In a letter to Engels in 1868, Marx describes Fraas as having “an unconscious socialist tendency”. According to Marx, in his book “Climate and the Vegetable World throughout the Ages, a History of Both”, Fraas showed how “cultivation when it progresses in a primitive way and is not consciously controlled (as a bourgeois of course he does not arrive at this), leaves deserts behind it, Persia, Mesopotamia, etc., Greece.”

Fraas was alerted to the consequences of rapid deforestation in countries such as England, France and Italy, even high up in previously inaccessible mountain areas – which he believed raised the need for regulation. Through his reading of Fraas and a number of other researchers such as John Tuckett and Friedrich Krichhof, Marx had also noted in his manuscripts for volume three of Capital (the second and third volumes were published after Marx’s death by Engels on the basis of Marx’s incomplete manuscripts) that neither capitalist agriculture nor forestry was sustainable and that capitalism’s irreparable metabolic rift between society and nature was therefore not limited to depletion of the soil.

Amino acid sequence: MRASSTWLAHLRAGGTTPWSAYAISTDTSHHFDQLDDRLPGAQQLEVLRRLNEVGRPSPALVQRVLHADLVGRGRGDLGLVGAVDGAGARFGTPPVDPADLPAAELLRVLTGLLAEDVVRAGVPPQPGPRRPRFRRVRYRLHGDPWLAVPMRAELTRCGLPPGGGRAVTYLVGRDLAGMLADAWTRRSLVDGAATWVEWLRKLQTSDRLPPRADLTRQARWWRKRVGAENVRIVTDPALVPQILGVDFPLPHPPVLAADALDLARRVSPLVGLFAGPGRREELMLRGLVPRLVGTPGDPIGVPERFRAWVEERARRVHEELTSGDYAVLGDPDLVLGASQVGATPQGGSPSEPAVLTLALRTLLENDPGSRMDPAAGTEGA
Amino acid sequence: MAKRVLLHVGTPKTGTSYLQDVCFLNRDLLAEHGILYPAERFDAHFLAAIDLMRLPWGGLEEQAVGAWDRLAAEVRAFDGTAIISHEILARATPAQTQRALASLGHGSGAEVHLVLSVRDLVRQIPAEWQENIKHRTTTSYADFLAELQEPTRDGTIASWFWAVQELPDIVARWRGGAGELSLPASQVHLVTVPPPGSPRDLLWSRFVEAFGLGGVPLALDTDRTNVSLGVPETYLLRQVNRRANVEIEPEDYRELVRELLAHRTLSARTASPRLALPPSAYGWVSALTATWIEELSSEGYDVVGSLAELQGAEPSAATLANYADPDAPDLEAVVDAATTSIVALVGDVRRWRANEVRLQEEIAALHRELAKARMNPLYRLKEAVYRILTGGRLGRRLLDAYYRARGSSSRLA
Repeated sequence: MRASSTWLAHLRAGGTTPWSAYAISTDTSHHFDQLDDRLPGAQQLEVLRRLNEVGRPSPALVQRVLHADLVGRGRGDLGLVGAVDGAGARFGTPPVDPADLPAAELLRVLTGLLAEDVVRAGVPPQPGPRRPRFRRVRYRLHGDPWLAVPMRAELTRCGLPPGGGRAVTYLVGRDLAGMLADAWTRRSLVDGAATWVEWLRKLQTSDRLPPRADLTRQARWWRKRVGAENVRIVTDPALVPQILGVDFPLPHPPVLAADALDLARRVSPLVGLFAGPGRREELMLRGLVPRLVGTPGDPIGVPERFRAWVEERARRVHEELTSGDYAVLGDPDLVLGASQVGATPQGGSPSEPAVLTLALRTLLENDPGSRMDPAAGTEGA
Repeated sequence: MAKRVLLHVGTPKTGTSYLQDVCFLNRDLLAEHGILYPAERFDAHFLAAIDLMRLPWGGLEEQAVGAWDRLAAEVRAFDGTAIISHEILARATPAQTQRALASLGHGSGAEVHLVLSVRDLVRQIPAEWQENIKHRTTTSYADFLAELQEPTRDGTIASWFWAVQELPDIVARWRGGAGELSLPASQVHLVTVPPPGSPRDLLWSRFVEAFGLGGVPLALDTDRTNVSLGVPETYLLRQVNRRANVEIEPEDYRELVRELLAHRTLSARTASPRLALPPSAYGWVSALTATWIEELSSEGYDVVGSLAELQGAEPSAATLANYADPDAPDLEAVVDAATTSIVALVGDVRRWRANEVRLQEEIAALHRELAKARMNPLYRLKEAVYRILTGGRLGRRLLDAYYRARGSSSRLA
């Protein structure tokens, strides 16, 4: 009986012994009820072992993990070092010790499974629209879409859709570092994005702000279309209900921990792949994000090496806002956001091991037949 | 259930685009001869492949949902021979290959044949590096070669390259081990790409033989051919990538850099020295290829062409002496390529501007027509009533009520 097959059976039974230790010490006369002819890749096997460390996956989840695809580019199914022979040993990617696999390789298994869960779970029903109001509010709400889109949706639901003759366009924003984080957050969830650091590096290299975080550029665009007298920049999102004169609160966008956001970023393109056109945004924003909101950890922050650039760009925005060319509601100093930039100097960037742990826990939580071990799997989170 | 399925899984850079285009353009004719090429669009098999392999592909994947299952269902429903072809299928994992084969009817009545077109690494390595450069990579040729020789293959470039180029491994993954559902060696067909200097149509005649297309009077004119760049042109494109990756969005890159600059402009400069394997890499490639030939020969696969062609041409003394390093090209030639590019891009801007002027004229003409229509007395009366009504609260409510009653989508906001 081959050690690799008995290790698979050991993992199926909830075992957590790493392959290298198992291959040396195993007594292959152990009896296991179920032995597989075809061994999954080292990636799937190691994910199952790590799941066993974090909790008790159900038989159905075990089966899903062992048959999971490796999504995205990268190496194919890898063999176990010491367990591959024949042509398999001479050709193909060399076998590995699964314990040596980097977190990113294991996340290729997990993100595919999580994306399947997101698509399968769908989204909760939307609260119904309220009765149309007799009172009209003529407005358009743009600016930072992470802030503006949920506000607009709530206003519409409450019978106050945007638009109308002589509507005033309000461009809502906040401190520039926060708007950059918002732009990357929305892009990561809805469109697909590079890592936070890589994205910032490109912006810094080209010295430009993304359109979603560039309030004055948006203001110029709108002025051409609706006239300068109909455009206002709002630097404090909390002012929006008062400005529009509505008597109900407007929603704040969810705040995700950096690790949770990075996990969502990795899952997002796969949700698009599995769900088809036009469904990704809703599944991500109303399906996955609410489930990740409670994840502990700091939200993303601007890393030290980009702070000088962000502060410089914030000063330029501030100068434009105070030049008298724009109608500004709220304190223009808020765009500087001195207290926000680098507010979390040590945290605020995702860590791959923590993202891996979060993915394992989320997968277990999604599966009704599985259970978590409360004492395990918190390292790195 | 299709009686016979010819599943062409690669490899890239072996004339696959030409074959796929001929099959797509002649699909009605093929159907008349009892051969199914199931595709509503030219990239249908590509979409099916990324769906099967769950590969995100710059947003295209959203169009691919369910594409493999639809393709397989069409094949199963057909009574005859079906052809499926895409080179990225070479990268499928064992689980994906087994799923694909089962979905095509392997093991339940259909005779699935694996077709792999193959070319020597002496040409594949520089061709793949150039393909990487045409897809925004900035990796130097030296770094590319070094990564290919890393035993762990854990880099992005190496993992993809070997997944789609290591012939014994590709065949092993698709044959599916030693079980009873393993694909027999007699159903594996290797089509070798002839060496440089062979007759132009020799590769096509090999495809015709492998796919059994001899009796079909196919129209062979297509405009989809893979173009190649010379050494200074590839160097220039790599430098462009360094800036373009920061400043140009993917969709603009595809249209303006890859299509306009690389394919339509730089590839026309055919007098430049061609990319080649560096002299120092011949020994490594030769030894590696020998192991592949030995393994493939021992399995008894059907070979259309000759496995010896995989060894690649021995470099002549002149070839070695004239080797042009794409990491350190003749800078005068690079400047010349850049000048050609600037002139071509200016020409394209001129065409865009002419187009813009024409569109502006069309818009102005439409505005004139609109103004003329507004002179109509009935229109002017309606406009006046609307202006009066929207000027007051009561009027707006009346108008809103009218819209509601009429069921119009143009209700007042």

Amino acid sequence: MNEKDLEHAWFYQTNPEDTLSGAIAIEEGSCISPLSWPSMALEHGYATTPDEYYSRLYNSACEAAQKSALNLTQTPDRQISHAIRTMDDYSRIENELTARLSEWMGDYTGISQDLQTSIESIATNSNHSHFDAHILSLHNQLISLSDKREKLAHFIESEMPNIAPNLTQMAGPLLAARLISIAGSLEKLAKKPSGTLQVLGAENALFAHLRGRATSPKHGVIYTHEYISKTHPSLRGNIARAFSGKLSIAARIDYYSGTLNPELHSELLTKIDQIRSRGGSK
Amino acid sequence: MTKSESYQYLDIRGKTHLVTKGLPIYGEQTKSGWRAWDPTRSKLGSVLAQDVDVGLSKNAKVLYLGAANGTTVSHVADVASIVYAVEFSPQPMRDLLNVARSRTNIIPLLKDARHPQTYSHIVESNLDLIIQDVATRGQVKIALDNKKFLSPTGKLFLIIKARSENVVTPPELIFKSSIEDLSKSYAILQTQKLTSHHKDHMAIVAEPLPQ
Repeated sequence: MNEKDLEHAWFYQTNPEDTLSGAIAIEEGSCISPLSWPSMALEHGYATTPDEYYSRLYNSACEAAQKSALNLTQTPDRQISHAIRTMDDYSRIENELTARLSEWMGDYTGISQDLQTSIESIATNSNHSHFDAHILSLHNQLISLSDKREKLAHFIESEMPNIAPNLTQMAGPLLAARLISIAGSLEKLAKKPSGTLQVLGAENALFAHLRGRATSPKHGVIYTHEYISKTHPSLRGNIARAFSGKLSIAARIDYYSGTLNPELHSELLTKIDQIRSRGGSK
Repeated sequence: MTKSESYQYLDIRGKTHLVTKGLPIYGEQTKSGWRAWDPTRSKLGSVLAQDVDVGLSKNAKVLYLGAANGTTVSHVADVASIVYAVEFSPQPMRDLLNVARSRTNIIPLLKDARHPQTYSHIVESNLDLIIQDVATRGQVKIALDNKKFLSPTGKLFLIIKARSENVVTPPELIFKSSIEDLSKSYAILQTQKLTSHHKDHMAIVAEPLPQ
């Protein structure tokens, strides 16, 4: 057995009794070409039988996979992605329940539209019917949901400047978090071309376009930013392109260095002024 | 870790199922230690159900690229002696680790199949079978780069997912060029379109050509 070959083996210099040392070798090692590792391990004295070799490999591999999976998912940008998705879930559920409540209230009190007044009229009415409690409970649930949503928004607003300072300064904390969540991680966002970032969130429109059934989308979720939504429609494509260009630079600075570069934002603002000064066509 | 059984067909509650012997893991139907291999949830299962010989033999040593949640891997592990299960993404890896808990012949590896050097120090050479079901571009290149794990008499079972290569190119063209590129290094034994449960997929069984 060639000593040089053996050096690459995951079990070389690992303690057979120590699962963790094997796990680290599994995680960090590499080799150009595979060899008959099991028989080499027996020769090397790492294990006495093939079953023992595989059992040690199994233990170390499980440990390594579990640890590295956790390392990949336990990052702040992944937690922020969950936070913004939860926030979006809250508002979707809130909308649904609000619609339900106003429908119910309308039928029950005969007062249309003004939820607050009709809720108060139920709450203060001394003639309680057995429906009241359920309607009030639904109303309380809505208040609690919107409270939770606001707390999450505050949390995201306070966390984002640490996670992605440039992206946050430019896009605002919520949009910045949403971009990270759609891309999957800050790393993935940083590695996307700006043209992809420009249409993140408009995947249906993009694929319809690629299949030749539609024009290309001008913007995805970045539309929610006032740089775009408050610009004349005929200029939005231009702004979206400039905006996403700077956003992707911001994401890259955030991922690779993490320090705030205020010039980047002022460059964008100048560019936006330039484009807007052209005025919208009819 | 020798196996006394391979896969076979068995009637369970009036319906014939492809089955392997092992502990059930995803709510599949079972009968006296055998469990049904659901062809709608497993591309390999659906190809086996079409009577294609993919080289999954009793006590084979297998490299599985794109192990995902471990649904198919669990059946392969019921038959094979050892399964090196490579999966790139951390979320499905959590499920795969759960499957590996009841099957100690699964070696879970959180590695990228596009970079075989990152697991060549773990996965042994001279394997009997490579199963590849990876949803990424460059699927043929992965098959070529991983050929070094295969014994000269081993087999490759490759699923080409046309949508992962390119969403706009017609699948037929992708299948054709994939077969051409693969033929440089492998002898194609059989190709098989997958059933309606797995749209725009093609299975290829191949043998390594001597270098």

“The development of culture and of industry in general has evinced itself in such energetic destruction of forest that everything done by it conversely for their preservation and restoration appears infinitesimal”, Marx also noted in the manuscript for volume two of Capital.

The same capitalist tendency to violently exploit nature to its limits that he saw in unsustainable forestry, he also saw in a way that he found “abominable” in animal keeping. In a comment on an extract from Wilhelm Hamm’s praise of intensive meat farming, Marx also questioned whether this “system of cell prison” and the grotesque breeding of abnormal animals could ultimately result in “a serious weakening of the life force”.